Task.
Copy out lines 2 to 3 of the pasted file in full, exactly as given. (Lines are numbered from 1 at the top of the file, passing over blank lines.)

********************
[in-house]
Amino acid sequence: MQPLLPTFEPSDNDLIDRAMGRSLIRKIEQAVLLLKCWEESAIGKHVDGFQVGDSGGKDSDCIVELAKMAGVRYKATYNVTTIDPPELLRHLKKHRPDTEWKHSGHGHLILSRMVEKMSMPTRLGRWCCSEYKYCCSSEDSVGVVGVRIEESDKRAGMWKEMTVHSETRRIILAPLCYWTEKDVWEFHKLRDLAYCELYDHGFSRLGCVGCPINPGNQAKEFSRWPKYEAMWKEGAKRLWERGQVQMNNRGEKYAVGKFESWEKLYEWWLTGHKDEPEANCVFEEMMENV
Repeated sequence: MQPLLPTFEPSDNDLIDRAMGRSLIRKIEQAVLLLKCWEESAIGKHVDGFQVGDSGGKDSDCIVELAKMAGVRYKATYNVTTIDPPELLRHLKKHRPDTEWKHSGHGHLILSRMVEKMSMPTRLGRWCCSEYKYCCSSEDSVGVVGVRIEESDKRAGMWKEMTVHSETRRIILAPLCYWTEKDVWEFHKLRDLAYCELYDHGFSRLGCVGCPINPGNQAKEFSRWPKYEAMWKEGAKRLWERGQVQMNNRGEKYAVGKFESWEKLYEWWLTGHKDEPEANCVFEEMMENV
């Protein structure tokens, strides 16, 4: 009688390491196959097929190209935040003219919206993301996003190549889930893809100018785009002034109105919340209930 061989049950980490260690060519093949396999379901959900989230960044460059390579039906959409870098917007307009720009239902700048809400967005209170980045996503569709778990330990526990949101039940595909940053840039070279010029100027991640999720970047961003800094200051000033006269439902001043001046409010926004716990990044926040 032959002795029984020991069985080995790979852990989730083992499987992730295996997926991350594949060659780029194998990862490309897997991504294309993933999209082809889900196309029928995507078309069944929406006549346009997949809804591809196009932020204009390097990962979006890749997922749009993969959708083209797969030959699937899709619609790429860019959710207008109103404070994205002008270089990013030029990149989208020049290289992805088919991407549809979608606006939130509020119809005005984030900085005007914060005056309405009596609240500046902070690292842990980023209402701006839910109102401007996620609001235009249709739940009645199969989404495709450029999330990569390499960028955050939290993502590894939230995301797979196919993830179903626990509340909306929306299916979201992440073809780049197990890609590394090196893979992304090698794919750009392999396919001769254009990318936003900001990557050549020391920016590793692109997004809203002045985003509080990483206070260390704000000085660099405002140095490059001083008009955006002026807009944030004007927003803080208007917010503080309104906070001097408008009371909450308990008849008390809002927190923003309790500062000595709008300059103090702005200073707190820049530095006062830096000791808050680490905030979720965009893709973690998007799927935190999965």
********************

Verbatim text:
Amino acid sequence: MQPLLPTFEPSDNDLIDRAMGRSLIRKIEQAVLLLKCWEESAIGKHVDGFQVGDSGGKDSDCIVELAKMAGVRYKATYNVTTIDPPELLRHLKKHRPDTEWKHSGHGHLILSRMVEKMSMPTRLGRWCCSEYKYCCSSEDSVGVVGVRIEESDKRAGMWKEMTVHSETRRIILAPLCYWTEKDVWEFHKLRDLAYCELYDHGFSRLGCVGCPINPGNQAKEFSRWPKYEAMWKEGAKRLWERGQVQMNNRGEKYAVGKFESWEKLYEWWLTGHKDEPEANCVFEEMMENV
Repeated sequence: MQPLLPTFEPSDNDLIDRAMGRSLIRKIEQAVLLLKCWEESAIGKHVDGFQVGDSGGKDSDCIVELAKMAGVRYKATYNVTTIDPPELLRHLKKHRPDTEWKHSGHGHLILSRMVEKMSMPTRLGRWCCSEYKYCCSSEDSVGVVGVRIEESDKRAGMWKEMTVHSETRRIILAPLCYWTEKDVWEFHKLRDLAYCELYDHGFSRLGCVGCPINPGNQAKEFSRWPKYEAMWKEGAKRLWERGQVQMNNRGEKYAVGKFESWEKLYEWWLTGHKDEPEANCVFEEMMENV